I still have one more three-day run in my summer residency at Fibreworks Studio and Gallery in Madeira Park BC and I’m already done tapestry #2 in my current series. I wasn’t sure how long it would take me, or how much time I’d actually spend weaving during the public residency, so I’m thrilled that I was able to start and finish an entire weaving.
There are just a few more weft ends to sew in and the hanging mechanism to attach and it’s ready for a wall. I’ve estimated that during the 65 hours of residency time I was able to warp up and weave for around 45 hours of it. In the past, before I had childcare, I’d weave an hour here and there, never keeping track of how long any particular piece took, so I’m very happy to have a better idea now. Having a Spencer Power Treadle helped me chug along steadily, too. My treadle is currently being borrowed by one of my students. She spent a lot of time with me on that first stretch of seven days of my residency, and then bought herself a Mirrix. I figure I won’t be weaving again until the end of the month when I hunker down for the third and final weaving in this series at Fibreworks again, so someone may as well enjoy using the treadle in the mean time.
Often people associate tapestry weaving with just wall-hangings, but you can make a lot of different things with a tapestry. This week I made a set of tiny tapestry pillows, perfect for a tiny dog to rest his head or as a pop of accent color in any cozy room.
Today I am starting on a new project on my Big Sister Loom with the No Warp-Ends Kit as part of the Social Marketing Program from Mirrix Looms. I have designed a pattern from a piece of artwork from one of my favorite artists – Katerina Art (Katerina Koukiotis). I am so excited about using one of her drawings!! As I looked through her beautiful art (many of which I have) I had to find – just the right one – and boy did I!! You can go through her page and find it….or wait and I’ll SHOW you!! She is excited to see what I do with this ‘version’ of her art too!
I have to say that when I received the Mirrix Loom – a Big Sister Loom – I was so impressed!! Not only did it come with complete instructions, but there are many videos to help you get started and make it through!! My first project was a simple one…with only 2 colors. When I designed the pattern I was hoping for something simple and fun!! And boy did I get it!! Just watch this video to see how I created the DREAM a Little DREAM Project and how I finished it. I am very proud of this creation and I have to say…I can’t wait to show you my next creations!!!
Our customers are the best because they are so creative and are always coming up with new ideas for the Mirrix Loom. One such customer asked if one could use the loom extenders on the Mini Mirrix. My first response inside my head was no way. And then I paused, reconsidered and found a Mini Mirrix and some threaded rod that must have come from a loom I took apart for some research. I do have a pair of regular extenders, but I wanted these to be a little shorter. They were exactly the size I wanted then to be: one foot.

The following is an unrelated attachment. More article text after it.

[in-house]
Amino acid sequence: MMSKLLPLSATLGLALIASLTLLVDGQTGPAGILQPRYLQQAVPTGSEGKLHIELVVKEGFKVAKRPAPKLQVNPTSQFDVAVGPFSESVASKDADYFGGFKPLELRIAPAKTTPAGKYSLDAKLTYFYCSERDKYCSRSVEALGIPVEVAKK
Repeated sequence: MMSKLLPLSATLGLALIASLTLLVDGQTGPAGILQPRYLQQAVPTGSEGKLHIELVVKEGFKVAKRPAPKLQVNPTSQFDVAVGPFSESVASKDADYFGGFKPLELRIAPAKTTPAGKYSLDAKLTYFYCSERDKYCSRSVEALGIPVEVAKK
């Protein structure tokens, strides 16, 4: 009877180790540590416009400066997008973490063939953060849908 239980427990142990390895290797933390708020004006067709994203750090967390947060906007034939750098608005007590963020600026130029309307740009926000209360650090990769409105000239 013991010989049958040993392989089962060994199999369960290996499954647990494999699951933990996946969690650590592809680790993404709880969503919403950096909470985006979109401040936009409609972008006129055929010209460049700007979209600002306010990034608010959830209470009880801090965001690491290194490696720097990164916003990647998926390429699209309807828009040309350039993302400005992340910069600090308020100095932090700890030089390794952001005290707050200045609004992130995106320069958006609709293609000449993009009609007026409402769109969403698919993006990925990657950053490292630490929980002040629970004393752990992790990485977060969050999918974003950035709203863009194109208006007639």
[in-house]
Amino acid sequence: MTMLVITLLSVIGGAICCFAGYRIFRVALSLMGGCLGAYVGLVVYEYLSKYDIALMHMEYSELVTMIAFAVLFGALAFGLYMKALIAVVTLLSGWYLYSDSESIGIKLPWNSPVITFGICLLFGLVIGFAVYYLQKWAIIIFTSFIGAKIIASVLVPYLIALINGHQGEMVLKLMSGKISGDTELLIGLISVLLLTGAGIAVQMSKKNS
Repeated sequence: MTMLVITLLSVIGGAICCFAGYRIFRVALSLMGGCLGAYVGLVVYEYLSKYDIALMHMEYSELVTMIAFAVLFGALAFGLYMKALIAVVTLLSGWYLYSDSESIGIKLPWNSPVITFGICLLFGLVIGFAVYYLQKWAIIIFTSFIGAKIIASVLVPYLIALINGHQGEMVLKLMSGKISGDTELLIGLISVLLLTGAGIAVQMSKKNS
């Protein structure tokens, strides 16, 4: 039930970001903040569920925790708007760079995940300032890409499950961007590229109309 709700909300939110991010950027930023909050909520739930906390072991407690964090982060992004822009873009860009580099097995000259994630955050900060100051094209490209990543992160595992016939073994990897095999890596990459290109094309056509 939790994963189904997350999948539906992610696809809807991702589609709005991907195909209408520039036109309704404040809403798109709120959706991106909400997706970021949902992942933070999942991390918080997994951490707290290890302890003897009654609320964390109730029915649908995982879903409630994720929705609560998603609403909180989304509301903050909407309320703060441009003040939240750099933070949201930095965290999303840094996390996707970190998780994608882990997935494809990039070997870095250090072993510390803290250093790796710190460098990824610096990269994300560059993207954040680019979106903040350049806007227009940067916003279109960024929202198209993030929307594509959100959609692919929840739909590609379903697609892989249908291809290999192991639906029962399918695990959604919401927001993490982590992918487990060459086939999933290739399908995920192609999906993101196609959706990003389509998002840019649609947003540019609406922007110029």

So how does this work? Obviously the Mini Mirrix has no legs. Well that’s the point, you aren’t going to be standing it up. You will either lay the loom down on a table or prop its bottom in your lap and lean her against a table.
Let me show you how this looks.
What’s a Bottom Spring Kit?
A Bottom Spring Kit is a kit that allows you to put a warp coil (spring) on the bottom of your Mirrix Loom, just like you have one on the top.
What does it do?
Having a spring on the bottom beam of your loom helps you to keep your warp threads organized while warping and beginning to weave.
1.) You are weaving beads using the shedding device and you don’t want to deal with trying to keep those pairs of warp threads neatly divided on the bottom while putting on heddles and weaving in the first row. Can you do this without the bottom coil? Yes, you can. But especially for wider bead woven pieces using the shedding device, this handy add-on does make it easier.
2.) You are weaving a wide bead piece without the shedding device. When you’re dealing with lots of warp threads very close together, having a spring to help keep them organized at the bottom of the loom can be very helpful.
3.) You are weaving a tapestry at a very fine sett. While the Bottom Spring Kit was initially developed for bead weaving, many who weave tapestry at very fine setts (18, 20, 22 dpi) like the Bottom Spring Kit to help organize their warp threads while warping.
4.) You feel more confident warping when your warp threads are well organized at both the top and bottom of the loom. A Bottom Spring Kit is great for every perfectionist! It also precludes you from having to weave in a thread at the bottom that you tie to the threaded rod to provide a stable surface to start weaving.